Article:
Eighty percent of the salt consumed by people following the Western diet is irreversibly intermingled with processed foods. Scientific research, especially studies of the eating habits of various populations, incriminates salt as the cause of many diseases. However, when people transition to a naturally low-sodium diet, free of fat, cholesterol, refined flour, and sugar, they also decrease the sodium levels in their body. The large amounts of sodium found in these foods are the real cause of high-sodium levels in the body.
Eating salt is not damaging when it is added in small amounts to otherwise healthful ingredients, like whole foods and plant starches.
The basic ingredients of naked food recipes are very low in sodium. Therefore, a sprinkle of salt can be added to the meals right before consumption and still be perfectly healthy. A low-sodium diet helps the taste buds adapt easily to a healthy diet when salt is added in small amounts. During the cooking process, we recommend flavoring meals with miso, tamari, shoyu, spices, and herbs instead of salt.
We recommend choosing sea salt such as pink Himalayan salt. However, a diet of whole plant starches, vegetables, and fruits can even counteract the negative effects of common salt. Plant foods are inherently low in sodium, chloride, and fat (exceptions being nuts, seeds, avocados, coconut) and high in potassium.
In plants, there are thousands of ingredients, some identified and many others yet to be discovered, that keep the blood pressure low, the blood vessels strong, and the body healthy. A basic diet of plant starches and whole foods with no added sodium provides less than 500 mg of sodium daily. Adding a half-teaspoon of salt to the surface of your meals daily adds about 1,100 mg of sodium, making the total daily intake 1,600 mg, which is the recommended maximum daily sodium intake.
During the cooking process, we recommend flavoring meals with liquid aminos, miso, tamari, shoyu, spices, and herbs instead of salt.
When a low-sodium diet is consumed, the intestines increase their sodium absorption, and the kidneys reduce the loss into the urine. Healthy bodies never mismanage this life-sustaining regulation. The human body removes unwanted fluid by filtering the blood through the kidneys, via osmosis, to draw excess water out of the blood. Human kidneys efficiently conserve sodium and excrete potassium, although a high salt diet will alter this sodium balance, causing the kidneys to have reduced function and remove less water, resulting in higher blood pressure. This puts a strain on the kidneys and can lead to kidney disease.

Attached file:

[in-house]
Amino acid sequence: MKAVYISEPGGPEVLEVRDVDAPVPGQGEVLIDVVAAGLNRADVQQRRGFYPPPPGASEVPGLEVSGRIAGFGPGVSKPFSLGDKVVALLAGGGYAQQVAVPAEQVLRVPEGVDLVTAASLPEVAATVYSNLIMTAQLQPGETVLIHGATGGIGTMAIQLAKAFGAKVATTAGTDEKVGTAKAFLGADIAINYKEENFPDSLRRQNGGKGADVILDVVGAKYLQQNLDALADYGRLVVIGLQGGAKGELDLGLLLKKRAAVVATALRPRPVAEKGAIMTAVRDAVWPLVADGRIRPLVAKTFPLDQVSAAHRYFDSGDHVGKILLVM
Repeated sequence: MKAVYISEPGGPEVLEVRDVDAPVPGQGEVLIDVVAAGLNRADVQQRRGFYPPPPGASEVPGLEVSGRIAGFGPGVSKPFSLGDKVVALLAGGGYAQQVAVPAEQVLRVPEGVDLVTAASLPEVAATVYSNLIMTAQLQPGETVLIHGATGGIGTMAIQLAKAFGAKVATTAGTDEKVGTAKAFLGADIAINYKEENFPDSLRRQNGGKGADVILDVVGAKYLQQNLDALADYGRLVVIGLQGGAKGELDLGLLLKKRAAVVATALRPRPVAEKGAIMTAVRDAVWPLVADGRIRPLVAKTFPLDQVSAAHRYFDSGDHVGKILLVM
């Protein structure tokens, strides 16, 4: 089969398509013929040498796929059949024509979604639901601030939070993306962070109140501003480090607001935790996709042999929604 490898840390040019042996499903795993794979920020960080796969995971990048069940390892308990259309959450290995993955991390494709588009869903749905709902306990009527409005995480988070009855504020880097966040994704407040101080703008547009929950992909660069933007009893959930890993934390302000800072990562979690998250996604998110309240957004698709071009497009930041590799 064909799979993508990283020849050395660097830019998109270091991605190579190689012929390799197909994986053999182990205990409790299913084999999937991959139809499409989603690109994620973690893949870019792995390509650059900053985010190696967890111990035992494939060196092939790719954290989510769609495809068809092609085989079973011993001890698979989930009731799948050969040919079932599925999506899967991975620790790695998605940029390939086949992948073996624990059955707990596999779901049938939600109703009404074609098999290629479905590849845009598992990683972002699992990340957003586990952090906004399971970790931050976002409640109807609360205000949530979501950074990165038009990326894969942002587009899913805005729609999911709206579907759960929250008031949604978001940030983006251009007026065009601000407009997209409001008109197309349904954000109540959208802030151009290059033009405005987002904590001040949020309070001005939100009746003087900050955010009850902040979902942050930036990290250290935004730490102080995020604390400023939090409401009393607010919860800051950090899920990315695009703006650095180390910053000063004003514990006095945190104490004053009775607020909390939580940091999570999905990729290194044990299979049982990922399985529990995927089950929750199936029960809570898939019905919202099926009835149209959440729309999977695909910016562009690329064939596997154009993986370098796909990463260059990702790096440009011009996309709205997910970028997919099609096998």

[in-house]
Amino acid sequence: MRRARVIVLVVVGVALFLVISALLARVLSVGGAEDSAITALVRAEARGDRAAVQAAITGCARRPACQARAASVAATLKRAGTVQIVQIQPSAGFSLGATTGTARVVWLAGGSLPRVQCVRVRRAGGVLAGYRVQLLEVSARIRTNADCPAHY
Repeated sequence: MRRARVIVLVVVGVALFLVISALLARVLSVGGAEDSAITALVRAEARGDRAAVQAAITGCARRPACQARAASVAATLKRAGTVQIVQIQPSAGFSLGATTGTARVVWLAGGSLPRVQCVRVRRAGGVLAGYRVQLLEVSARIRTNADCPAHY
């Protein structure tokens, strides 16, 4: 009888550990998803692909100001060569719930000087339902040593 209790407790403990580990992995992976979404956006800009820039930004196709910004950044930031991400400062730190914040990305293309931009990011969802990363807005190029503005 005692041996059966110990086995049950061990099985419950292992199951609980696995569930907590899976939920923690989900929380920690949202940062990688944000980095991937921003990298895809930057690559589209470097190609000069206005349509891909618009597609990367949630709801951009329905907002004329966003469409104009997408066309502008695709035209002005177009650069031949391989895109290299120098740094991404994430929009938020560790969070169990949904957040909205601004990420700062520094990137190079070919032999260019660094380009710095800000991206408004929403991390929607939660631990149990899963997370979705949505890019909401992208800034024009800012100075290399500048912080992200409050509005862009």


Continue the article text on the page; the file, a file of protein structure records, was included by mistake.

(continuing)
Too much sodium has been blamed for causing hypertension, osteoporosis, kidney stones, and cancer. A high salt intake has been shown to increase the amount of protein in the urine, which is a major risk factor for the decline of kidney function. There is also increasing evidence that a high salt intake may increase deterioration of the kidneys in people already suffering from kidney problems.
Adding a half-teaspoon of salt to the surface of your meals daily adds about 1,100 mg of sodium, making the total daily intake 1,600 mg, which is the recommended maximum daily sodium intake.
Salt restriction can be lifesaving for people with severely damaged hearts and kidneys. Sensitive people can develop swelling (edema) from salt, reported as swollen feet after a meal or on a long airplane ride. Because food is made less palatable, salt restriction results in lower calorie intake, and hopefully, more loss of excess weight.
Stomach cancer is the second leading cause of cancer death worldwide. It has been suggested that consumption of salty foods causes this cancer; however, current research does not support this belief.1 Instead, the consumption of animal foods and the lack of fruits and vegetables in the diet has been well established to be the real cause of this cancer.2,3